The album III marks a return of sorts for Los Angeles group Shiny Toy Guns. For one, it heralds the return of vocalist Carah Faye Charnow, who left the band after the 2006 release of their debut We Are Pilots, an album that was actually re-recorded and re-released three times on various record labels. The album also is suitably retro – a return to the keyboard-heavy New Wave sounds of the early ‘80s, which is probably par for the course for a group that recorded a version of the Peter Schilling hit “Major Tom (Coming Home)” for a car commercial. Listening to III, which is, wait for it, the band’s third LP, is a bit of an invigorating experience. It is equal bits M83, Blondie, No Doubt and, particularly, Metric. (You get the sense from listening to this album that Emily Haines wants her vocal mannerisms back.) It’s exactly the sort of club-friendly dance synth pop that is the product of a band that was actually nominated for a Grammy Award for Best Electronic/Dance Album with We Are Pilots. And it is certainly radio friendly, almost to a fault, thanks to the presence of mixer Tony Maserati, who has worked with Lady Gaga, Beyoncé and Jason Mraz. You listen to the bouncy “Speaking Japanese” and can imagine it to be a big radio hit. Which means that III is a bit similar to just about anything and everything that’s out there in Top 40 land, which is both damning and laudable. So, to put it this way, your feelings towards III will pretty much depend on how you feel about your music being polished down to a glistening sheen of chrome.
But that’s not to suggest that III is a bad album, per se. It’s actually fairly strong with hooky hooks and catchy refrains. However, it really makes its mark upon the first listen, and the shine sort of starts to wear off on repeated listens when you realize that this is radio pabulum for the masses. And it has been somewhat successful, as the record has climbed into the lower reaches of the Top 100 of the Billboard 200 album chart. Still, you have to appreciate the effort and time that went into creating the soaring landscapes of III, which can be both warm and chilly at different times. A lot of this sounds like the “Dead Disco” referred to in a Metric song of the same name. And death actually does make an appearance on the song “Wait for Me”, with its line, “I am alive and I am dying with you.” For a band that is all about reformation on this album, there’s a lot of grist for the mill in terms of this being a record about break-ups. On “If I Lost You”, Charnow intones, “Oh my baby, where have you gone?” and “I wonder what I’d do if I lost you”. But it is also an album about new beginnings: “I’ll save your broken heart”, goes a line on the upbeat “The Sun”, which sounds a bit more of an electro take on the jittery pop of the Cure in their Japanese Whispers era. (Could that be the reason we get a song titled “Speaking Japanese” here?)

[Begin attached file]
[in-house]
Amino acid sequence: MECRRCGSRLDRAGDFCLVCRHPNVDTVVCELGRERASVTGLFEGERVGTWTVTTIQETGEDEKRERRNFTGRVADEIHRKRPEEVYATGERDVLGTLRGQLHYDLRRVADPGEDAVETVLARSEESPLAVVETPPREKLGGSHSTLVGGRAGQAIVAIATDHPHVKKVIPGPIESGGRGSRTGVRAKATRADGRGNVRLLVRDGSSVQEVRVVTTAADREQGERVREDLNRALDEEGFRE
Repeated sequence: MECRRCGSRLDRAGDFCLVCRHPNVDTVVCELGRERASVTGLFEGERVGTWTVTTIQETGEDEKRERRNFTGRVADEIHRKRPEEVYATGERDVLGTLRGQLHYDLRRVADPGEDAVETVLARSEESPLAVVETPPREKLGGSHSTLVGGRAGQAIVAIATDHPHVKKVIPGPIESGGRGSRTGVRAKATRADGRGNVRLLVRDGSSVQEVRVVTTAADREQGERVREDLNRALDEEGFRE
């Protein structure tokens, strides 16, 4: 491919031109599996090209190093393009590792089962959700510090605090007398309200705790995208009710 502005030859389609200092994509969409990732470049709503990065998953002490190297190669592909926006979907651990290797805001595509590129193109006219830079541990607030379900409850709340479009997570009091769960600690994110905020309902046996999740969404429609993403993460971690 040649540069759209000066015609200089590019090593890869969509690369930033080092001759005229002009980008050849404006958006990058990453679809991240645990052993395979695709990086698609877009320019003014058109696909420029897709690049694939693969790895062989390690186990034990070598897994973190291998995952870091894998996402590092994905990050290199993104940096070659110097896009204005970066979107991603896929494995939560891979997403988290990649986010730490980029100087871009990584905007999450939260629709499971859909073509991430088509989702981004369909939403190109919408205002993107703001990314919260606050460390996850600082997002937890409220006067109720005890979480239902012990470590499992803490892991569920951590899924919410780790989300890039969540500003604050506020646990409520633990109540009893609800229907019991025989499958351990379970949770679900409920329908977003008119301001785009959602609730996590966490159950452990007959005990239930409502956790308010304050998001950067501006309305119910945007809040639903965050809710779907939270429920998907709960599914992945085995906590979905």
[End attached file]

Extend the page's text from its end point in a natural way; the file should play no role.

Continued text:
A lot of the songs do sound alike, but there’s certainly variance to be had too. “E V A Y” even utilizes the same anthemic background voices of Arcade Fire’s “Wake Up”, and the opening vocals by Chad Petree sound slurred as though they were played backwards. Meanwhile, “Fading Listening” has a Californian Fleetwood Mac vibe to it, making it a sort of upbeat, ‘80s keyboard version of “Dreams”. Along with “Speaking Japanese”, it is clearly an album highlight. And, with final track “Take Me Back to Where I Was”, the band takes away the pumping synth lines and replaces them with a piano. In fact, it comes across as sounding a little Jackson Browne, which is odd considering that this is largely a dance pop record. Still, it’s a strong track, a worthwhile contender and, in its position as the final song, might be pointing the way for a new direction for Shiny Toy Guns. It does, however, stop the record dead cold, and takes something away from the ebb and flow of the album. It’s particularly jarring if you reloop III and start it over from the very beginning, which makes it seem like a bit of an afterthought. Too bad, as it is actually a very pretty song – but maybe it just doesn’t belong here.
Overall, III is not horrible: it has its share of high points, and some songs that sound interchangeable, which may make them seem to be little more than filler. However, by and large, III is an album you can dance to. And if you’re a fan of the bands listed at the start of this review, you may find quite a bit to admire about Shiny Toy Guns. They’re at their best when they turn down their obvious ‘80s influences, and get a little deeper on songs such as “Fading Listening” and “Take Me Back to Where I Was” (which, come to think of it, might be an entreaty to fans to give the group a second chance with the re-emergence of Charnow). It turns out that III is mildly enjoyable on its own terms. It’s something that doesn’t exactly revolutionize the dance pop genre, but you might find the female-male vocals to be an interesting new wrinkle. And, certainly, despite its faults, III is a lot more interesting that a lot of current hits that are being played on the radio. So, if you like listening to anthemic dance pop, III might hit the spot. It’s certainly good that the original line-up has settled whatever differences they might have had, and have reunited to attempt to reach the brass ring that they clearly covet. There are certainly worse albums to be had than III, which might sound like faint praise, but there’s not a lot here that’s new and startling. Which might be the way you and the band might like it. With III, Shiny Toy Guns basically prove that marinating in the sounds of the ‘80s is something they clearly aspire to. It’s just that they’re more interesting when they reach a little higher and beyond that.